Monday, December 1, 2008


By Elise Nakhnikian

“Grandfather tell me most important lesson of all: Tell your story,” says Nullah (the liquid-eyed Brandon Walters), the half-white, half-Aborigine boy who narrates Baz Luhrmann’s Australia.

Too bad Luhrmann, who created this story and cowrote the screenplay, didn’t heed Grandpa’s advice.

Originality has never been Luhrmann’s thing: what distinguishes him is not what stories he tells but how he tells them. Nobody since Douglas Sirk has done color-saturated melodramas better than Luhrmann. Like a chick-flick Tarantino, he plucks colorful clichés from other movies and weaves them together with lush music, creamy cinematography, and wife Catherine Martin’s gorgeous production design to create a plushly feathered cuckoo’s nest. Watching one of his swoony concoctions, you get the feeling that no one is more intoxicated by the lush cinematography, swirling cameras, stylized acting and cleverly constructed sets than Luhrmann himself. His movies are always at least in part about the sheer joy of losing yourself at the movies.

Lord knows I love movies, so I admired the sheer intensity and seamless artifice of Moulin Rouge even though Luhrmann’s campy style and well-worn stereotypes left me cold. And I liked Romeo + Juliet, which injected a jolt of teenage hormones into a Shakespeare classic. So I was prepared to enjoy Australia, Luhrmann’s flowery love letter to his native land – but this lumbering Frankenstein’s monster is patched together from too many corpses to feel alive.

Australia is part Rabbit-Proof Fence, part Red River, part African Queen, and part Wizard of Oz. It also shares DNA with every story of a band of misfits that triumphs against the odds – or a couple that bonds over a child.

The couple is a straitlaced English lady, the porcelain-skinned Sarah Ashley (Nicole Kidman), and a rugged Australian drover (Hugh Jackman) known only as “the drover.” The two start out like a poor man’s version of the already parodic Clint Eastwood and Sondra Locke in those lady-and-the-tramp movies they used to crank out, the always chilly Kidman icing up as hard as the evil queen she played in The Golden Compass while Jackman trots out his best Marlboro Man butch act.

For the most part, their exaggerated styles fit the contours of Luhrmann’s meta Western, but they slide perilously close to self-parody when the drover washes up at night in the campground he shares with two other men, his perfect pecs glistening in the moonlight while a terrified Lady Sarah peers at him, gathering the folds of the tent around her face like a nun’s wimple.

The two soon get together, as of course they must, rounding up a motley crew of women, children, Aboriginals, foreigners and drunks for a cattle drive aimed at saving Lady Sarah’s farm from the rapacious neighboring landowner, a hissable villain by the name of King Carney (Bryan Brown). And Sarah’s heart soon melts, of course, as evidenced by the tears pooling up in those pale blue eyes.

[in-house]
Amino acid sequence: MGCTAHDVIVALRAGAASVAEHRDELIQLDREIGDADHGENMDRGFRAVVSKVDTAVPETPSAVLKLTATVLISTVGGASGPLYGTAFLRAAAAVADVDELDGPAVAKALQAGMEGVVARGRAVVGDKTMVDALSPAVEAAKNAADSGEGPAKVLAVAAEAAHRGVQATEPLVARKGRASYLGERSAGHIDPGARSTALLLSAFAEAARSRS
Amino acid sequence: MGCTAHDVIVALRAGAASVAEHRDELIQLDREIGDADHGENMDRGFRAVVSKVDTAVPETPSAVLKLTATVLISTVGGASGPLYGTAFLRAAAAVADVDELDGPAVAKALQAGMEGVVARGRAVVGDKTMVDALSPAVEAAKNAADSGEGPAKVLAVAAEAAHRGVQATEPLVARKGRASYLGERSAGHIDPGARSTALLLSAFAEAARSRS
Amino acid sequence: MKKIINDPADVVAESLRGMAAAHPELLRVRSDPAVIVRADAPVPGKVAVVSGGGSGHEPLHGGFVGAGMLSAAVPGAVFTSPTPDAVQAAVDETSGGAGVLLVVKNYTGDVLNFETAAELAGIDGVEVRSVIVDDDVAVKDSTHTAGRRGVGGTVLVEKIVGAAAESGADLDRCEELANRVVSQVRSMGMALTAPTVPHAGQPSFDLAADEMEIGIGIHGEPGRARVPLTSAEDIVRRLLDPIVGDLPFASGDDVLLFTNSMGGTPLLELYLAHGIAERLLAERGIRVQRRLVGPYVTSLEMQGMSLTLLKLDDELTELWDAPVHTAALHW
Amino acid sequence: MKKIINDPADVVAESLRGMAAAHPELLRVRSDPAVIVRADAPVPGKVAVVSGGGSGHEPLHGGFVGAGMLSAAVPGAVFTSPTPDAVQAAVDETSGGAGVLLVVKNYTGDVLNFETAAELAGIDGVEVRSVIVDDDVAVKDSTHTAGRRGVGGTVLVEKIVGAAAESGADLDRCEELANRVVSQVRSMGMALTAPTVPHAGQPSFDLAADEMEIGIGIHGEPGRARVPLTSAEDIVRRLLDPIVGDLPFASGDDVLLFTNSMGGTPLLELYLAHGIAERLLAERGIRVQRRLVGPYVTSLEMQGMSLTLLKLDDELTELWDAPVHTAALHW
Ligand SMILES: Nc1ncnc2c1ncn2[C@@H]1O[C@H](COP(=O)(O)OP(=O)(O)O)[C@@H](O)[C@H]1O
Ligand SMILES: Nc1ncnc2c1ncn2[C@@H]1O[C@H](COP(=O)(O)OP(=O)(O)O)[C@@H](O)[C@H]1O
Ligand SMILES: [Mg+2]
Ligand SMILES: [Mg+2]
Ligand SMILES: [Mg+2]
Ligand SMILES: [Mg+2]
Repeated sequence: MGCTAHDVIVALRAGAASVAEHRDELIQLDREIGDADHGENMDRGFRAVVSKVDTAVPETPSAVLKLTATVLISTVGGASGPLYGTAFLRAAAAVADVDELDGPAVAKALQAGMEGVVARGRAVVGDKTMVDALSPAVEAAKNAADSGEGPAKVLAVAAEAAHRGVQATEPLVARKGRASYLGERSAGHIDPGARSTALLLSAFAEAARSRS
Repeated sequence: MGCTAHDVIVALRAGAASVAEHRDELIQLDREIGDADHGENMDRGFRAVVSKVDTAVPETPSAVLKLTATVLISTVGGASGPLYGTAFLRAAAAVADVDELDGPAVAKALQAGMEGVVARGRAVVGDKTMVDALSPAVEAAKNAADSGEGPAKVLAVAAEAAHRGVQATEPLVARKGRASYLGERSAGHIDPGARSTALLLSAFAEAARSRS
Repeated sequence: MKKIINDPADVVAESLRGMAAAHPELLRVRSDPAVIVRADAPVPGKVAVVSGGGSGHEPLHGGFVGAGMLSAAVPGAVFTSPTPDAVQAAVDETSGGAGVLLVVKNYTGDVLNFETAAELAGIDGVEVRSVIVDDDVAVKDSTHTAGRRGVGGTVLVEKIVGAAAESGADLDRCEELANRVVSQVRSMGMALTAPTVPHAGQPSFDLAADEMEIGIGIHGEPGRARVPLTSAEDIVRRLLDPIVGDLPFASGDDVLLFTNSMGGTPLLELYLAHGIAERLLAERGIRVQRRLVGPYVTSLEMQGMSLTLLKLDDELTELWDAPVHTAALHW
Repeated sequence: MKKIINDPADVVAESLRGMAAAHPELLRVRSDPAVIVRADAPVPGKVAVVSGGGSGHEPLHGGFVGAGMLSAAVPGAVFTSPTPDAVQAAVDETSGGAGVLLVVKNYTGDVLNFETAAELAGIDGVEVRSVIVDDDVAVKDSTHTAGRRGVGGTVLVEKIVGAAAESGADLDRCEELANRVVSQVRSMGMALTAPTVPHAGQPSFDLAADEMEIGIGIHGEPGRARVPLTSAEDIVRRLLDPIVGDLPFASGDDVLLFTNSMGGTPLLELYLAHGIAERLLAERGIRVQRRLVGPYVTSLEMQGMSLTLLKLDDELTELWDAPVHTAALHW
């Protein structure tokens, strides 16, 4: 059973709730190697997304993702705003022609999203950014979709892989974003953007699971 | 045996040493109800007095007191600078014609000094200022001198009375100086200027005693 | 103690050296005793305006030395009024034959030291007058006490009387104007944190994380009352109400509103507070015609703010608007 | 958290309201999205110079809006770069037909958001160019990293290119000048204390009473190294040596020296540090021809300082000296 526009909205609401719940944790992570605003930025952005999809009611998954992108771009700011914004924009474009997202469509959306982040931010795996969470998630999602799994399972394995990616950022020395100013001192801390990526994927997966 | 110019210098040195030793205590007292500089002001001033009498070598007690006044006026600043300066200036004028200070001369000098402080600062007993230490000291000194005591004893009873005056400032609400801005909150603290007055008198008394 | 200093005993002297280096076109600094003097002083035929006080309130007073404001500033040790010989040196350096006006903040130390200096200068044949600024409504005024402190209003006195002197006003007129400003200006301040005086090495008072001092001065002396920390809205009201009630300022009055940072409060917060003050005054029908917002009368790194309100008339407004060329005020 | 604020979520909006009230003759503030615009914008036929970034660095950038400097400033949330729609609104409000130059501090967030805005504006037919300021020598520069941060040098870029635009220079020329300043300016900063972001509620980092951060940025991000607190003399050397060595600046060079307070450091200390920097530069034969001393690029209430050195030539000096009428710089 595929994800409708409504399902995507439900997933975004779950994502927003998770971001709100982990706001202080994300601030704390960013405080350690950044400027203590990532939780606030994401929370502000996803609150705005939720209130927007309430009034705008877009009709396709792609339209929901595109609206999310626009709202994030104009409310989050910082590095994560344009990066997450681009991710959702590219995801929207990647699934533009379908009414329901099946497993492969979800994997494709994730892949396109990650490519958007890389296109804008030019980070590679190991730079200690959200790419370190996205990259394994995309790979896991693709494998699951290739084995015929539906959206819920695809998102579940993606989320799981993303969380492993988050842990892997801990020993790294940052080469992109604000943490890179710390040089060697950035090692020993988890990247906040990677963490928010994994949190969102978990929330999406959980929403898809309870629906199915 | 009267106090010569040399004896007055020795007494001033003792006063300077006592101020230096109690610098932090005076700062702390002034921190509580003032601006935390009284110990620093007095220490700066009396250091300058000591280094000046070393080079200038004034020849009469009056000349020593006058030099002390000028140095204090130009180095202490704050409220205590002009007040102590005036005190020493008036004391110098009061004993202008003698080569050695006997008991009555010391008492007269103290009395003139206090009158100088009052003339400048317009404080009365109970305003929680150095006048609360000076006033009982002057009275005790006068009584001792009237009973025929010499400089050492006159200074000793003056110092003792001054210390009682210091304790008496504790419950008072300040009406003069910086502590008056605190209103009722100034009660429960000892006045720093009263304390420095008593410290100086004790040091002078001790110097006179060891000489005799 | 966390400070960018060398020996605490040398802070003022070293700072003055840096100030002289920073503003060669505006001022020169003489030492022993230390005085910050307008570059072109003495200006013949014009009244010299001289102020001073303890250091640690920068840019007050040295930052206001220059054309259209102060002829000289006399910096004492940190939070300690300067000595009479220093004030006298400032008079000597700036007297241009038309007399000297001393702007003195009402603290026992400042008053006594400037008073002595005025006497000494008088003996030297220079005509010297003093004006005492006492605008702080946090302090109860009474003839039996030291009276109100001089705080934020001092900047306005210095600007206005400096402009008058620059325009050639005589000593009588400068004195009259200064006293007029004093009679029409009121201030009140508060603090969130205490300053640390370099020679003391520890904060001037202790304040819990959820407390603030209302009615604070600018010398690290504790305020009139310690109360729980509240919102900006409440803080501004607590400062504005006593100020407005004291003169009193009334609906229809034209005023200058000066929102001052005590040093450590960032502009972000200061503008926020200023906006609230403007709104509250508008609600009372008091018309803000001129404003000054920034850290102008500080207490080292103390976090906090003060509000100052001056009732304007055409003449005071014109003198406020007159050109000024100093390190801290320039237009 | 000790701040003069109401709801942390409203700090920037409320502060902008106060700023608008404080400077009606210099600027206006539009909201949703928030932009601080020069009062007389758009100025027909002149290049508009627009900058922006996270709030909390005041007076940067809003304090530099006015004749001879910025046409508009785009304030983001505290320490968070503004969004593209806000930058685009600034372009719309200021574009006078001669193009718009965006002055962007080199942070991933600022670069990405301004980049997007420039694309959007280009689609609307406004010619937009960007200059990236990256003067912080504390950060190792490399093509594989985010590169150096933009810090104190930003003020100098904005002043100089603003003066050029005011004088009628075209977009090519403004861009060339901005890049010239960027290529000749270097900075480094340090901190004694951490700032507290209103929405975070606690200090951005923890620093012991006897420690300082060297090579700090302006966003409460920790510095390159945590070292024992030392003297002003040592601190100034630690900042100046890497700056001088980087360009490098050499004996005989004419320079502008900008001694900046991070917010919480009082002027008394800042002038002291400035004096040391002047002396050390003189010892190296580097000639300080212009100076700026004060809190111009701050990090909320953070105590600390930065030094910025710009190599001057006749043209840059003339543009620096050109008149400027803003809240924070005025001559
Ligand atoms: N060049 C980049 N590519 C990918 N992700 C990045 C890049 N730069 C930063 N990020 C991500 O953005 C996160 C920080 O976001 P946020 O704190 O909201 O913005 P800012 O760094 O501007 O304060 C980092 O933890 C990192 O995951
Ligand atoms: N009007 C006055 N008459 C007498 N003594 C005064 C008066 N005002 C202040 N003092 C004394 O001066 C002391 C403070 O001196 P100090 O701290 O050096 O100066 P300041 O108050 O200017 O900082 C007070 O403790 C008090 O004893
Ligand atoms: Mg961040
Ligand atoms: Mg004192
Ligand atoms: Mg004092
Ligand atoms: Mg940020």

As if that weren’t enough melodrama, Nullah must dodge the police who are taking mixed-race kids from their parents and imprisoning them in Christian boarding schools “to breed the black out of them” – and who eventually catch him. And then half the country is on the run from the Japanese, who try to occupy Australia after Pearl Harbor. True, there are a couple of idyllic years for our makeshift family on Sarah’s farm before all hell breaks loose, but that part of the movie doesn’t last long: Luhrmann doesn’t do daily life.

He doesn’t do humor either. He tries now and then, but the efforts fall flatter than the drover’s frequently ogled abs.

Instead, we get earnest pronouncements, mostly from Nullah. Walters is a charmer, but even he can’t justify the script’s lazy reliance on his voiceover narration. And, though I think Luhrmann is offering up this part-Aboriginal, part-English child as symbolizing the soul of his country, there’s something creepy about the way the director places not one but two Magical Negroes at the center of his story – Nullah and his grandfather, the ubiquitous King George (David Gulpilil) – and keeps giving them Wise Things to say in pidgin English.

The visuals are just as unsubtle, yet the silhouetted figures frozen in picturesque tableaux, stampeding cattle seen from above, and travelogue shots of canyons, cliffs, and mesas are often arresting.

The supporting cast is wonderful too, stuffed with powerful Aussie actors like Gulpilil, Bryan Brown (Breaker Morant, The Thorn Birds), and David Ngoombujarra (Rabbit-Proof Fence, Kangaroo Jack). I was also happy to see Bruce Spence, the Gyro Captain of The Road Warrior, in a bit part as a racist chief of police.

But the thing doesn’t hang together, and it goes on for too long. There’s too much repetition, for one thing. How many times do we have to see King George striking a yoga pose against a colorful background? And how many times must the drover come to Sarah’s rescue? The pacing slows to a crawl in the last half hour or so, which cycles through one false stop after another before finally lurching to an end as loose ends from the various storylines are neatly tied up.

Early on in their relationship, Sarah tries to comfort a grieving Nullah by stammering through the story of The Wizard of Oz. She’s painfully bad, sketching it out in such broad strokes that she’s done in two or three sentences.

If only Australia ended that quickly. Instead, it takes hours to do the same thing, floating so far above the surface of the stories it tells that it leaves our emotions untouched.

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